“The extension of rWGS to newborn screening is important work with the potential to end years of torturous diagnostic odysseys while providing important data on the true prevalence of rare diseases,” he said Charlene’s son Rigby, CEO of RARE-X, a collaborative platform for global data sharing and analytics to accelerate rare disease treatment. “Early diagnosis of rare disease patients will also open the door to ongoing symptom monitoring and the collection of critical natural history data.”
“Most neurodevelopmental disorders are not accounted for in current newborn screening tests, and these children face a lifetime of disability and even death if not diagnosed early enough,” said Dr. Terry Jo Bichell, Executive Director of COMBINEDBrain, a consortium dedicated to accelerating the journey to clinical treatments for people with severe rare genetic non-verbal neurodevelopmental disorders. “This project will save lives in rare genetic neurodevelopmental disorders and demonstrate that genetic testing in newborns saves lives.”
The National Hemophilia Foundation and the Indiana Hemophilia and Thrombosis Center are helping to provide submissions on bleeding and coagulation disorders to be included in the BeginNGS screening panel and provide guidance on treatments, causative mutations, and samples for testing.
Address the need for improved newborn screening tools
Traditional newborn screening is one of the most successful public health programs. Out of almost 4 million babies born in in every year The United States, 98 percent are tested in the first few days of life. The test identifies serious childhood illnesses that have effective treatments. States are currently screening only 31 to 76 of hundreds of serious childhood genetic disorders for which treatments are available. Adding a new condition to screening is slow (5-6 years per condition), laborious and costly. Over the past decade, WGS has increased in speed, diagnostic power, and scalability. BeginNGS will not replace current biochemical newborn screening – rather, it is intended to complement existing newborn screening processes and infrastructure.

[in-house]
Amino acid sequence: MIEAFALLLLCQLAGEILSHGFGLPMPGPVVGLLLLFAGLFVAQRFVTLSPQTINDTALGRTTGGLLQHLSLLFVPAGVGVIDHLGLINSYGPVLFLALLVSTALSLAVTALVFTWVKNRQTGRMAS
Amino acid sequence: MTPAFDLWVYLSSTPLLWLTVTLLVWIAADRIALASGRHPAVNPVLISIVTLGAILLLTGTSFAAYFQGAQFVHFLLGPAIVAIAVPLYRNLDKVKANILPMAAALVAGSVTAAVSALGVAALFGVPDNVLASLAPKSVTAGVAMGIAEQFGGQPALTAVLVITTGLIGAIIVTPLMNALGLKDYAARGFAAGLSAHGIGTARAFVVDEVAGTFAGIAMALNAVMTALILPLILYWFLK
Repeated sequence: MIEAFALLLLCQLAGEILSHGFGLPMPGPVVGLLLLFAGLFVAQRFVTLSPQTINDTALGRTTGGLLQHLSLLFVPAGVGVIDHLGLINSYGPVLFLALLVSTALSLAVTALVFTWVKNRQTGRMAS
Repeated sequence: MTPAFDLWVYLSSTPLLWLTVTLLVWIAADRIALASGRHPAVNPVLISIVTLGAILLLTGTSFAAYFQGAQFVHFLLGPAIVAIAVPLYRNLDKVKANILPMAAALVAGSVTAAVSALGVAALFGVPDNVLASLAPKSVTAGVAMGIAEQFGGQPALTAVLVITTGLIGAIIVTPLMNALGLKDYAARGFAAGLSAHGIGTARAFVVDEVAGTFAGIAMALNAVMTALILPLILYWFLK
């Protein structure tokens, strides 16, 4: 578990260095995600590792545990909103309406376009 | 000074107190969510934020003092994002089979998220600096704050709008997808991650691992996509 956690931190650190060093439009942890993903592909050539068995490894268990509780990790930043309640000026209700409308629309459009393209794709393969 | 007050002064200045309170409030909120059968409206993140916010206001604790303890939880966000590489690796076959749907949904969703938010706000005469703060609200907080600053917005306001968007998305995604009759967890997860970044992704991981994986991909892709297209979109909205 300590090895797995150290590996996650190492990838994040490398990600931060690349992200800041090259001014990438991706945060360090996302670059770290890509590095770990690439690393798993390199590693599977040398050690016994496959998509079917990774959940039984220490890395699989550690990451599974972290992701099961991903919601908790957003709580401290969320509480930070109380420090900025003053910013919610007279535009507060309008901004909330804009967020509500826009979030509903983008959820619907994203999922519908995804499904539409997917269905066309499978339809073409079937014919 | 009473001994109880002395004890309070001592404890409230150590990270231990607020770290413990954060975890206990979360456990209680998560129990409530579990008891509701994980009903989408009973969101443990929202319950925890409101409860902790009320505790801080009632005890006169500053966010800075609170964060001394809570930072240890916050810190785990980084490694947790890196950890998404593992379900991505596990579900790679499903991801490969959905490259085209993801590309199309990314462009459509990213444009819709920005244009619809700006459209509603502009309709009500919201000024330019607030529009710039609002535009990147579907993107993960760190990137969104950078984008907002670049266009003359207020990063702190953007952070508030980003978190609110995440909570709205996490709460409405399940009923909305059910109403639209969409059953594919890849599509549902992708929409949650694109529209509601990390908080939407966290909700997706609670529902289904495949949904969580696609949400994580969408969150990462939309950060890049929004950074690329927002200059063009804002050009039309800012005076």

“With hundreds of new gene therapies and orphan drugs in development, RCIGM believes now is the time to end the diagnostic and therapeutic odyssey for all children with treatable genetic diseases,” said Dr. Kingsmore.
About the Rady Children’s Institute for Genomic Medicine:
We are transforming pediatric critical care by advancing disease-specific healthcare for infants and children with rare diseases. The Institute’s discoveries enable rapid diagnosis and targeted treatment of critically ill neonatal and pediatric patients at Rady Children’s Hospital-San Diego and a growing network of more than 60 children’s hospitals nationwide. The vision is to expand the delivery of this life-changing technology to enable the use of Rapid Precision Medicine™ in children’s hospitals across the country and around the world. RCIGM is a non-profit research institute embedded within Rady Children’s Hospital and Health Center. Learn more at RadyGenomics.org. follow us on Twitter and LinkedIn.
Cellphone: (619) 822-8593
SOURCE The Rady Children’s Institute for Genomic Medicine (RCIGM)